• Budget for unexpected cost overruns of 10-15%. Even with an interest-only loan with no payments due until resale, you will still owe taxes and insurance and make periodic payments for materials and labor. Don’t forget to add commissions and closing fees on the purchase and sale.
Your first project may not result in the profit you anticipated, but it will give you a sense of whether it’s worth trying again or leaving renovations to the professionals.
Valerie M. Blake is a licensed Associate Broker in D.C., Maryland, and Virginia with RLAH Real Estate / @properties. Call or text her at 202-246-8602, email her via DCHomeQuest.com, or follow her on Facebook at TheRealst8ofAffairs.
Mortgage rates continue to drop while rent skyrockets
Start living for yourself and not your landlord
There are several sayings that I keep in my “Realtor tool kit,” aside from those catty, snarky comments, I hold two true and use them on a daily basis: “Date the rate – marry the home” and “You’re paying a 100% interest rate when you rent.”
It’s pretty simple. As we have seen rates fluctuate as much as some of our waistlines — mine included. Let’s look at the housing market in terms that we all know and understand: DATING!
It’s important to realize that we are NOT marrying the interest rate we purchase our home with, instead we are merely dating — for however long or short it may be. Here in D.C. it’s often short; can I get an amen? But in all seriousness, we see rates come and go up and down. We were spoiled with the unsustainably low rates for the past several years below 4% and now that rates are, frankly, where they should be, we are claiming the victim role. Today is still a great time to buy. The rates we are seeing today are still historically low when you think about it. We are lucky to live in an area such as the D.C. metro where demand is always strong and a change in party means more than a recession in regards to the housing market. Rates have continued to drop in the past few weeks.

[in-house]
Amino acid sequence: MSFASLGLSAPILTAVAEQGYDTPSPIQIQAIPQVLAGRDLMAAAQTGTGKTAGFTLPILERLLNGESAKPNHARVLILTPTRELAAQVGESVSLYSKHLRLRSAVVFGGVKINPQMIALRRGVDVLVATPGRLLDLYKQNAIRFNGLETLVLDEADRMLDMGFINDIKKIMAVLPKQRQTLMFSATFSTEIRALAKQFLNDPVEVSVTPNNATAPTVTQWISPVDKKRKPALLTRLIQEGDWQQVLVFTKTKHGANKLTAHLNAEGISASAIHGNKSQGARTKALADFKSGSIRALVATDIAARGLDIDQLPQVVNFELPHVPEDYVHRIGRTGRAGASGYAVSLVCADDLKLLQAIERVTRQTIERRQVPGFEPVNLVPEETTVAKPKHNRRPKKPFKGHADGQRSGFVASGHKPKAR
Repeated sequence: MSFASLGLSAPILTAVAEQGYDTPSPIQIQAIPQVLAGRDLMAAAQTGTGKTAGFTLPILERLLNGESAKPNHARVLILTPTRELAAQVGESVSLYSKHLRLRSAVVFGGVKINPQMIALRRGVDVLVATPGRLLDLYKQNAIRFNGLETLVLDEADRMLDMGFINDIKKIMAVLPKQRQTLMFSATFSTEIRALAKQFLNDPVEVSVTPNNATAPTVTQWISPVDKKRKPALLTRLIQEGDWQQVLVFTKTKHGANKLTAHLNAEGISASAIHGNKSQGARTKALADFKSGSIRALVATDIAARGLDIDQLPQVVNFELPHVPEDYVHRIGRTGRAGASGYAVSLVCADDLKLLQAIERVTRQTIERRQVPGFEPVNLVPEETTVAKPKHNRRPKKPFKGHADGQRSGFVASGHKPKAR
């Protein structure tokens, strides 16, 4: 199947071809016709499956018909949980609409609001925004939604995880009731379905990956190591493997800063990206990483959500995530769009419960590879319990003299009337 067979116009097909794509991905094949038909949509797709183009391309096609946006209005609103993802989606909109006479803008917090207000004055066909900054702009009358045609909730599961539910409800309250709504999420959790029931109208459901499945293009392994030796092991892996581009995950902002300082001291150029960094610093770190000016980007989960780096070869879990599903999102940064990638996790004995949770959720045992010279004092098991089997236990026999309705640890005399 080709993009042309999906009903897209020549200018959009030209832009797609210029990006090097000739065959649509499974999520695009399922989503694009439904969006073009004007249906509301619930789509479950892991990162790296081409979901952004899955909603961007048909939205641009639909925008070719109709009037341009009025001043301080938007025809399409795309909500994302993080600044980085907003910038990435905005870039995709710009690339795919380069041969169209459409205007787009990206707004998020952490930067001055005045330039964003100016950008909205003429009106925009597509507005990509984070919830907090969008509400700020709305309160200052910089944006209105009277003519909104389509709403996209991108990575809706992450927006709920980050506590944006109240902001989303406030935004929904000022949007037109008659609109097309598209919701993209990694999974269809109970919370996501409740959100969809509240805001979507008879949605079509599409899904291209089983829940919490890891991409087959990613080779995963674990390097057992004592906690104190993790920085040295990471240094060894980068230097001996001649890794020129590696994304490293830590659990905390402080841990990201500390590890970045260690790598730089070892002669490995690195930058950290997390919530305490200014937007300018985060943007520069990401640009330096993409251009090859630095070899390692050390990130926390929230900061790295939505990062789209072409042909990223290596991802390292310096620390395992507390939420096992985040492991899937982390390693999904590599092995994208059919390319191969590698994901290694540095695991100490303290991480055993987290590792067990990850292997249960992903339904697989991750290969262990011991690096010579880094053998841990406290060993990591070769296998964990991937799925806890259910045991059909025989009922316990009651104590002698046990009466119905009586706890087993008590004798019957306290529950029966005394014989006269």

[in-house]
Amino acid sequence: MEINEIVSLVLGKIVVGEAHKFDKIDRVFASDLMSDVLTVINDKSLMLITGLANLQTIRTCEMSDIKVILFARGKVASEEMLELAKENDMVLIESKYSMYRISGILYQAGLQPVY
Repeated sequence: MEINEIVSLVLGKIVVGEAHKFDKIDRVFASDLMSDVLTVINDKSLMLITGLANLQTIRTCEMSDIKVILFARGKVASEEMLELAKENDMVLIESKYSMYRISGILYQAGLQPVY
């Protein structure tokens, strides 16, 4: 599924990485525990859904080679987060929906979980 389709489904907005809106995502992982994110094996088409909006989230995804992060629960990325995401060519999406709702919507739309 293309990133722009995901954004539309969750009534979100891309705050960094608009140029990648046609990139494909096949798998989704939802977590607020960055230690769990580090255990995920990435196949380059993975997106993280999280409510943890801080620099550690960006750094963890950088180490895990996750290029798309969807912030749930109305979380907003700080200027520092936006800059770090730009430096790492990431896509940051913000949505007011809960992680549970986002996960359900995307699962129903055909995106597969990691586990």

Aside from the current rate that you are paying, it’s important to realize that you are marrying the house and just simply dating the rate. You can refinance your interest rate whenever you want. Trade that baby in for a new model with a lower rate. You are, however, married to the home that you decide to purchase. If you are currently in the market and see a home that you absolutely love — or in my case is like 80% okay because we all know that you are the arm candy here and hold up the relationship — or I mean the house has a dishwasher and central AC, then buy it. You can always refinance later to a lower rate.
Looking at the second saying in my bedazzled sparkling Realtor tool kit we have the saying “You’re paying a 100% interest rate when you rent,” which is for sure factual. You are paying someone else’s mortgage and as such that interest rate is 100%. Don’t get me wrong, when I first moved to D.C. from quaint Bethany Beach, Del., I rented as I was unsure of what neighborhood I wanted to call home. But once I got my bearings I stopped paying 100% interest and helping pad the landlord’s pockets and started living for myself, my future, and married the house. I would encourage everyone that is reading this and who is currently in a rental to speak to a mortgage broker – see what you can afford and if it makes sense for you to buy — I bet it will. In most cases, it is less expensive to buy than it is to rent in cities, including in D.C. Not only is it less expensive, but there are several grant and down payment assistance programs available to district residents to help with making homeownership a reality for you.
Start living for yourself, not your landlord, and always remember to date the rate and marry the home.
Justin Noble is a Realtor with Sotheby’s International Realty licensed in D.C., Maryland, and Delaware for your DMV and Delaware Beach needs. Specializing in first-time homebuyers, development and new construction as well as estate sales, Justin is a well-versed agent, highly regarded, and provides white glove service at every price point. Reach him at 202-503-4243, [email protected] or BurnsandNoble.com.